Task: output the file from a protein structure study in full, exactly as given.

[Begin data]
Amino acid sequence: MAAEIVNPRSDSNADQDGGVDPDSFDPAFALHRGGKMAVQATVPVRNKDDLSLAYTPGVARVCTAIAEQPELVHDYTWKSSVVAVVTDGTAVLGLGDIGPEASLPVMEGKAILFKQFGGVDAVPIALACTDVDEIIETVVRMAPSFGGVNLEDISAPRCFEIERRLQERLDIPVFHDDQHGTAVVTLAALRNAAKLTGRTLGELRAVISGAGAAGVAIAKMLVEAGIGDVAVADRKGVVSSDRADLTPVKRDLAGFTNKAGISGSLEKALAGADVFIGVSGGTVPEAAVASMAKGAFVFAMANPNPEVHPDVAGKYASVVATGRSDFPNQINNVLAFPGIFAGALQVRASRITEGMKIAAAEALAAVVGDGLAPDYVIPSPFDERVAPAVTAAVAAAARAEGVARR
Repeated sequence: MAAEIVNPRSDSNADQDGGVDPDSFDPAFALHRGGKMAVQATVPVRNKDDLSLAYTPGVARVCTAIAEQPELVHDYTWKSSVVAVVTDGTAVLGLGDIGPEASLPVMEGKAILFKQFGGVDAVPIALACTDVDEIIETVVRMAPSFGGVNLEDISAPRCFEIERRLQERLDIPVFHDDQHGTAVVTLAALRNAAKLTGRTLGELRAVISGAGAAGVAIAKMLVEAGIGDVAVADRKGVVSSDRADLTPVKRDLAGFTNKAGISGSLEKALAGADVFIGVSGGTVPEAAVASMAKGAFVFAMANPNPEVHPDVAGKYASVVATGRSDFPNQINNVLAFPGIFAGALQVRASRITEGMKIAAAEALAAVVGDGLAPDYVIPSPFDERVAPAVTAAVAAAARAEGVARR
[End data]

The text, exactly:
Amino acid sequence: MAAEIVNPRSDSNADQDGGVDPDSFDPAFALHRGGKMAVQATVPVRNKDDLSLAYTPGVARVCTAIAEQPELVHDYTWKSSVVAVVTDGTAVLGLGDIGPEASLPVMEGKAILFKQFGGVDAVPIALACTDVDEIIETVVRMAPSFGGVNLEDISAPRCFEIERRLQERLDIPVFHDDQHGTAVVTLAALRNAAKLTGRTLGELRAVISGAGAAGVAIAKMLVEAGIGDVAVADRKGVVSSDRADLTPVKRDLAGFTNKAGISGSLEKALAGADVFIGVSGGTVPEAAVASMAKGAFVFAMANPNPEVHPDVAGKYASVVATGRSDFPNQINNVLAFPGIFAGALQVRASRITEGMKIAAAEALAAVVGDGLAPDYVIPSPFDERVAPAVTAAVAAAARAEGVARR
Repeated sequence: MAAEIVNPRSDSNADQDGGVDPDSFDPAFALHRGGKMAVQATVPVRNKDDLSLAYTPGVARVCTAIAEQPELVHDYTWKSSVVAVVTDGTAVLGLGDIGPEASLPVMEGKAILFKQFGGVDAVPIALACTDVDEIIETVVRMAPSFGGVNLEDISAPRCFEIERRLQERLDIPVFHDDQHGTAVVTLAALRNAAKLTGRTLGELRAVISGAGAAGVAIAKMLVEAGIGDVAVADRKGVVSSDRADLTPVKRDLAGFTNKAGISGSLEKALAGADVFIGVSGGTVPEAAVASMAKGAFVFAMANPNPEVHPDVAGKYASVVATGRSDFPNQINNVLAFPGIFAGALQVRASRITEGMKIAAAEALAAVVGDGLAPDYVIPSPFDERVAPAVTAAVAAAARAEGVARR